In February 2017, a full seven months before the Apple iPhone X would be unveiled, analyst Ming-Chi Kuo leaked out incredibly accurate information about what would subsequently be called the TrueDepth Camera. Two months later, a render of the phone hinted at the notch, but the angle of the images was misleading. It wasn't until photos of the phone's front and rear panels leaked that we clearly saw what would become known as the notch. Actually, we can't remember who we should credit for coming up with the notch name first.
iPhone X, iPhone XR, iPhone XS, and the iPhone XS Max. Keep in mind that the suit was filed before Apple released the new iPhone 11 family.Regardless of how you feel about the notch, you probably never considered suing Apple over it. And even if you did, finding a lawyer to take the case wouldn't be that easy-or would it be? You might recall that a suit was filed in U.S. District Court for the Northern District of California back in December. The plaintiffs complained that Apple was misleading consumers because the advertised screen sizes and resolution for the displays on certain models counted space and pixels taken up by the notch. The models involved are the
In the suit, the plaintiffs stated that Apple is misleading consumers by counting false pixels "as if they were true pixels." In addition, the suit points out that "the screen size deception is simply based on Apple cutting corners-Defendant (Apple) rounds off the corners of the products' screens and the products have notches without pixels at the top of their screens, but Defendant calculates the screen size of the products by including non-screen areas as the corners and the cut-out notch at the top of the screen.
No one in America cares about the notch on the Apple iPhone says a federal judge
The papers submitted to the court also included examples from Apple's own online store advertising what the plaintiffs claim is a misleading screen resolution on the iPhone X. The plaintiffs also note that Apple made a direct comparison of the iPhone X screen with the non-notched iPhone 8 Plus. While Apple claimed that the display on the 5.8-inch iPhone X screen, at an advertised resolution of 1125 x 2436, was better than the display used on iPhone 8 Plus (with a 1080 x 1920 resolution), the suit states that this is not the truth. Thanks in part to the notch, the plaintiffs claim that the number of subpixels on the iPhone X, at 5.481 million, is less than the 6.221 million on the iPhone 8 Plus. The calculation takes into account the fact that the iPhone X does not use true subpixels with red, blue and green subpixels in each pixel. The suit argues that the subpixel count makes the iPhone 8 Plus screen superior to the one on the iPhone X. In addition, the 5.8-inch display on the iPhone X measures only 5.6875 inches according to the suit.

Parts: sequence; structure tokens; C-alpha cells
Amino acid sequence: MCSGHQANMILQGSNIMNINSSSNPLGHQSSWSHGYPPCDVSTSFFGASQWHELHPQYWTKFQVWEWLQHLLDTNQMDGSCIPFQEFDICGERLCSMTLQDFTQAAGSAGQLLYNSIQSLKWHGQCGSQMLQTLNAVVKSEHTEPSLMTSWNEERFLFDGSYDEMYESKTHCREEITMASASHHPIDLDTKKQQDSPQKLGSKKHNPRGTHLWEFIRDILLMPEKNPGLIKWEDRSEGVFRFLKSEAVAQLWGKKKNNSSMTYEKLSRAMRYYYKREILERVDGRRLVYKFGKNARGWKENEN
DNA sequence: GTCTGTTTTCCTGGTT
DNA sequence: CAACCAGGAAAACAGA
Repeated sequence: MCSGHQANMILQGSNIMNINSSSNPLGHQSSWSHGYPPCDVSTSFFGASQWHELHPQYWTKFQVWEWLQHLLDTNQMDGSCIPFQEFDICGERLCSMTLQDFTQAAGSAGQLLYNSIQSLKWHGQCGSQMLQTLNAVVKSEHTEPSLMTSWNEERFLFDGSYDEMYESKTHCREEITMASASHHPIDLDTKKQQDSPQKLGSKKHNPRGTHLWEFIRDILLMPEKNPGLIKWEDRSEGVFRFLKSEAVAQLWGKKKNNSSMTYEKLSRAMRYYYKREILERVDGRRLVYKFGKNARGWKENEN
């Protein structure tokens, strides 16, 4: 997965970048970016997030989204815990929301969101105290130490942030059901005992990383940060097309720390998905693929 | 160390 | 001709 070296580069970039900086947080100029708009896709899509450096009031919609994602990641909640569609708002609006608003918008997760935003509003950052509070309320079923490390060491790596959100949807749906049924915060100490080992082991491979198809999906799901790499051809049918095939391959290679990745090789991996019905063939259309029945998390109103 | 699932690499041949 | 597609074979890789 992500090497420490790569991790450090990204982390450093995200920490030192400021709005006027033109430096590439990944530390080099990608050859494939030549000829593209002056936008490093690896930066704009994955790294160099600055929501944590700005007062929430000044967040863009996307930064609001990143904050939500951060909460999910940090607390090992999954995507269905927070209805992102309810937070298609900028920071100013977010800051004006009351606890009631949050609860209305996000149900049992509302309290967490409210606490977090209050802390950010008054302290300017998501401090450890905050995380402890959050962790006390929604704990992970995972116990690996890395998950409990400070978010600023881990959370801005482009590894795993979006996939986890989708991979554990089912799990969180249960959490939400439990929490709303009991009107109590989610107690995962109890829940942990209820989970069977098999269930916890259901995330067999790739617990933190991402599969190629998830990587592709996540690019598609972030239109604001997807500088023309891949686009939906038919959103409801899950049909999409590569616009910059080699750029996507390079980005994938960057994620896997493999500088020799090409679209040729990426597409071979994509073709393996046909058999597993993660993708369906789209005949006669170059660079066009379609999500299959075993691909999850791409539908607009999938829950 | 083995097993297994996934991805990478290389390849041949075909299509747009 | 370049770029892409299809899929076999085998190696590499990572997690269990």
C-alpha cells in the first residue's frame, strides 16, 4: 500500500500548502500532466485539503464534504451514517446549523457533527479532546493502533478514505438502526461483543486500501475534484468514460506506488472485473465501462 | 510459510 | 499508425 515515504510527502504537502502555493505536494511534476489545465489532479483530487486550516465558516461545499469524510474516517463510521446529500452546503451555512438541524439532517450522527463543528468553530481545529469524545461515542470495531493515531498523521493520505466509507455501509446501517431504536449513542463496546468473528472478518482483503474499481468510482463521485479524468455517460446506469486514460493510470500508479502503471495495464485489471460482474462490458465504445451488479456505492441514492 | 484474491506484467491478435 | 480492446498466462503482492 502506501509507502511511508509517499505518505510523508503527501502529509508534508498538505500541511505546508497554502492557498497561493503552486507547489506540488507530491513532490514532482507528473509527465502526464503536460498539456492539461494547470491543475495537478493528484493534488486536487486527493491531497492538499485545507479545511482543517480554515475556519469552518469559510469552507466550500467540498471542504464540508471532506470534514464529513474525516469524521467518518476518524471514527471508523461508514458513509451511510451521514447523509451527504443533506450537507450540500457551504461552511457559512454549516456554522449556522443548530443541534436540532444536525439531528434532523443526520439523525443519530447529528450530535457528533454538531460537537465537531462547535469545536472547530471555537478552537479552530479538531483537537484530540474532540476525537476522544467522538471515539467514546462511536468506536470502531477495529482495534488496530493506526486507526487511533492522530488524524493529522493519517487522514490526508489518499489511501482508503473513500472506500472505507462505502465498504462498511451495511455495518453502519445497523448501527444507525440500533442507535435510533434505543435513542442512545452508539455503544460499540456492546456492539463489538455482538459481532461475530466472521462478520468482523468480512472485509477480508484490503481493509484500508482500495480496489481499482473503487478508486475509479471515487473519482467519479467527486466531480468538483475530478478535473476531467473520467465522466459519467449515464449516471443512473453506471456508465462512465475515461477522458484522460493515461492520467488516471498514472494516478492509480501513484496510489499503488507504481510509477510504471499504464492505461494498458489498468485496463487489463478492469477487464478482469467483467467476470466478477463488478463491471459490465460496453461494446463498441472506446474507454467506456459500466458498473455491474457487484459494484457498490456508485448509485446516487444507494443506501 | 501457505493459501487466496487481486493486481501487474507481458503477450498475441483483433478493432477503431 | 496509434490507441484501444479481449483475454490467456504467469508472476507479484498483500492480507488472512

If all of this sounds familiar, it is because we covered this last December and even explained why the plaintiffs were wrong. But now, according to Law360 (via The Verge), the federal judge hearing the case, U.S District Judge Hawood S. Gilliam Jr, has weighed in with a comment. "There doesn’t really seem to be anyone in America who seems to be concerned about it," he said. And while the plaintiffs hope to have the suit certified as a class-action, Judge Gilliam says that there is some legal precedent that could prevent this from taking place.
The plaintiffs, besides seeking to have their suit certified as a class-action, seek an injunction blocking Apple from continuing to advertise its notched iPhones in this manner. They also are asking Apple to pay damages to the plaintiffs.